Gaothan Urban Form

The gaothans in Navi Mumbai are characterised by streets with inadequate road widths, high density, dilapidated and sub-standard dwelling units, inadequate physical and social infrastructure and low level of sanitation. Typically, there is a single access road located centrally in the gaothan which further leads to pedestrian approach roads to individual housing clusters or units. The land-use change around these gaothans has influenced the urban form greatly. During site visits to selected gaothans, it was observed that the houses in the core gaothan area are on small plots, typically one-room or two-room tenements with a small place for cooking and sanitation.

Most of the gaothans have grown outside their boundaries up to around 200 metres or even beyond. The sprawl areas have plotted housing (on land given to villagers under the 12.5 per cent compensation scheme), chawls and walk up apartments.

People have attempted to adopt to changing needs within their constraints which is clearly evident in the transformations seen in the physical form of the villages and in urban sprawl areas. The nature and extent of the transformation in gaothan housing is influenced by the location of each specific gaothan in the Navi Mumbai region, proximity to public transit (local trains, bus), industries and other employment opportunities in the region provided by the Thane-Belapur Industrial Belt, IT industries, APMC Market in Vashi, Taloja-Kalamboli Industrial Development, CBD in Belapur, and future development projects such as Navi Mumbai Metro, Mumbai Trans Harbour Link (MTHL) and Navi Mumbai Airport.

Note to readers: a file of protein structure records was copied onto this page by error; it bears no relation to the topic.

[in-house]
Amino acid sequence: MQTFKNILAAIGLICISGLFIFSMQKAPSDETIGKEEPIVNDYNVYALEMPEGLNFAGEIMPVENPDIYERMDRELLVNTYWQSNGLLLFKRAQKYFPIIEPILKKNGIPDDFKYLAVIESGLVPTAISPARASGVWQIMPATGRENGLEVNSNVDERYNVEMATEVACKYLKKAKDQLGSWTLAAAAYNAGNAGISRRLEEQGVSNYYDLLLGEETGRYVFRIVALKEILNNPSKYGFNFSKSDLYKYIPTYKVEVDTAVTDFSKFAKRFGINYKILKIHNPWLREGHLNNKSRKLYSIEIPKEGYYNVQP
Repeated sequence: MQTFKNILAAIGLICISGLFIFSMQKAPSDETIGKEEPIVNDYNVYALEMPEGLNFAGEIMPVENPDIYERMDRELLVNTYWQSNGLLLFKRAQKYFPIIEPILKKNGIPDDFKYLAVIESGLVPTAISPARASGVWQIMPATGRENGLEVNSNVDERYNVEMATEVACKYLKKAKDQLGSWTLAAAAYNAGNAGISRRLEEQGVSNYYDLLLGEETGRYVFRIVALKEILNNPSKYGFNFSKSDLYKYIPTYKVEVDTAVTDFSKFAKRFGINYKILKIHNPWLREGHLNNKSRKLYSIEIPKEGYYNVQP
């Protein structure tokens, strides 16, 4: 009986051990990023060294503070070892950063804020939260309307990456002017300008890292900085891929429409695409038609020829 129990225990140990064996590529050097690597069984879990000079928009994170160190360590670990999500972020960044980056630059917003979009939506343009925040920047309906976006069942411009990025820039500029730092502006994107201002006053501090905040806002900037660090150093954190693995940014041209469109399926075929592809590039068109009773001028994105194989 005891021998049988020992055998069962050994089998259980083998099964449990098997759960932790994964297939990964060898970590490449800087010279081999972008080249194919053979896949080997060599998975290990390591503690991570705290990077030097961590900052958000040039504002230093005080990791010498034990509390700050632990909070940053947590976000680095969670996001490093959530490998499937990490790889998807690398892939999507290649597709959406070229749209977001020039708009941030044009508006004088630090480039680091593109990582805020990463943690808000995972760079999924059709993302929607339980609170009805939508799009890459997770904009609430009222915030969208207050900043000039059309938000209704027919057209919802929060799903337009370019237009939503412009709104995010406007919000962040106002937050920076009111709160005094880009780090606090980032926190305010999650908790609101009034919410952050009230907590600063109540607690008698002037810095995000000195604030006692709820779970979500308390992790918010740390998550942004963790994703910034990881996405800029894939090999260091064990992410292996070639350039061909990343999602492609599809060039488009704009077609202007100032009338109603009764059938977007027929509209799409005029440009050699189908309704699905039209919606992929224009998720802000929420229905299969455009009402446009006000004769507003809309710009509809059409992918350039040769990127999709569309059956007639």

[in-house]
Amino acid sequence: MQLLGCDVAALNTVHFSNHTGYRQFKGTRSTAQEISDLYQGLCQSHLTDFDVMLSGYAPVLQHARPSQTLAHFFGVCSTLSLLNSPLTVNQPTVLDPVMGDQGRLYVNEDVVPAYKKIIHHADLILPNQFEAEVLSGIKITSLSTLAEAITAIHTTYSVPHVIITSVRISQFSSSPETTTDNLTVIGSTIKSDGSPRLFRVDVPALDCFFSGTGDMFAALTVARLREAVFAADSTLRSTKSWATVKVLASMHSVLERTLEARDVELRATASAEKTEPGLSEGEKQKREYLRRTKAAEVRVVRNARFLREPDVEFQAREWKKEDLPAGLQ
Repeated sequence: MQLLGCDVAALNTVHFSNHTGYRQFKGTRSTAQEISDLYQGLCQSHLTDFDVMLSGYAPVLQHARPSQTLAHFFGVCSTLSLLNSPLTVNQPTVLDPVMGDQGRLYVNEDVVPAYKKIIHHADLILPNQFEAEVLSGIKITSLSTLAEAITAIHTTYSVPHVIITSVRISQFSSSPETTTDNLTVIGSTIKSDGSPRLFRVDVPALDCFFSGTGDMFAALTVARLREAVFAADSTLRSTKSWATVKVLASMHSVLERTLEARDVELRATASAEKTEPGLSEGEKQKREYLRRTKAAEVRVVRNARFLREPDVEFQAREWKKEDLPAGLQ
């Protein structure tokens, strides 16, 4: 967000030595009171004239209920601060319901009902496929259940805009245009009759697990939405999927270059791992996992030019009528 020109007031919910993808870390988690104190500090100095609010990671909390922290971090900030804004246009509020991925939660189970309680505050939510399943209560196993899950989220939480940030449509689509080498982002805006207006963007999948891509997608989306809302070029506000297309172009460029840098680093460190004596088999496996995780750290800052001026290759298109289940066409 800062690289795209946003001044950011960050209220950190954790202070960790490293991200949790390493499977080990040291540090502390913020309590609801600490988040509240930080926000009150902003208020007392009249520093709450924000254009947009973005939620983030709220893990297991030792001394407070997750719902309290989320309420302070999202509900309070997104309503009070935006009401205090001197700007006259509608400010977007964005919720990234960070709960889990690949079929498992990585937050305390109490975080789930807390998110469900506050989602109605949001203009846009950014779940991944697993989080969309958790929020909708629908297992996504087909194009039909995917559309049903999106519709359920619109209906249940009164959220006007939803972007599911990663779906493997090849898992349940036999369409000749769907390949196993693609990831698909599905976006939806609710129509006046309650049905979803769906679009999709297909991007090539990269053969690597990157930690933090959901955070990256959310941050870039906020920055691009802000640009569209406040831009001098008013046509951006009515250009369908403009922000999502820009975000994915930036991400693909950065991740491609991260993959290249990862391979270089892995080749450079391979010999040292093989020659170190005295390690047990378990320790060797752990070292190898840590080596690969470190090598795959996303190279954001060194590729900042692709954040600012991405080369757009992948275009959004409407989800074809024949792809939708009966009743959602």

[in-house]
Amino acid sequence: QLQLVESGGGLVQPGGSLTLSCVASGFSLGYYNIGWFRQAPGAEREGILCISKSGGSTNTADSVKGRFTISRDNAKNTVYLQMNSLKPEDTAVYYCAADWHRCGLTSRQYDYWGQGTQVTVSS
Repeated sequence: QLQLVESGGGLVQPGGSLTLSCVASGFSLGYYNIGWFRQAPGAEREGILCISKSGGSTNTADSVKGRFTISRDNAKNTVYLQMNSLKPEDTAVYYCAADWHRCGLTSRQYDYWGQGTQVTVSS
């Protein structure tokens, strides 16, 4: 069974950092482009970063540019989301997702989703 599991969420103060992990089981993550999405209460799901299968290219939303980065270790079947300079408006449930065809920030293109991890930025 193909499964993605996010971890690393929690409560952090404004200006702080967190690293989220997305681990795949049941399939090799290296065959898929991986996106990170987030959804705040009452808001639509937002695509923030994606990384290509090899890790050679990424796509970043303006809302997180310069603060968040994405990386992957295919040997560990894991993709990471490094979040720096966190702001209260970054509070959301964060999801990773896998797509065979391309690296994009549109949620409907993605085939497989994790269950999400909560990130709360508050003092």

Housing Typologies in Gaothans

Infrastructure Services within Gaothans

The following observations about the status quo of the infrastructure provision and services is based on primary visits by the project team and also based on available secondary data. These are general observations on the infrastructure aspects common to most of the gaothan and peripheral areas.

Water Supply

Essential water supply to the gaothans is provided by NMMC and CIDCO in their respective areas of jurisdiction. Elevated service reservoirs were found in most of the gaothans through which water is supplied to the residents. Limited hours of supply is provided on daily basis.

Sewage and Surface Water Disposal

Sewage disposal system has been laid in the gaothans by the respective authorities, however, open drains were found in most of the gaothans in the core areas. This has led to unhygienic living conditions. Surface water flows through the roads and pathways into nallahs or open drains nearby gaothans.

Solid Waste Management

Garbage collection bins were occasionally found installed in the gaothans. However, there is no proper collection and disposal system for solid waste. In most of the gaothans, solid waste was found littered on the outskirts of the gaothan. The gaothans within the prime nodes like Belapur, Vashi, Nerul were found to be cleaner due to more organised solid waste management systems in these areas.


Electricity for gaothans is supplied by MSEDBL (Maharashtra State Electricity Distribution Board Limited). There is a severe load shedding problem especially during summers.

Fire Services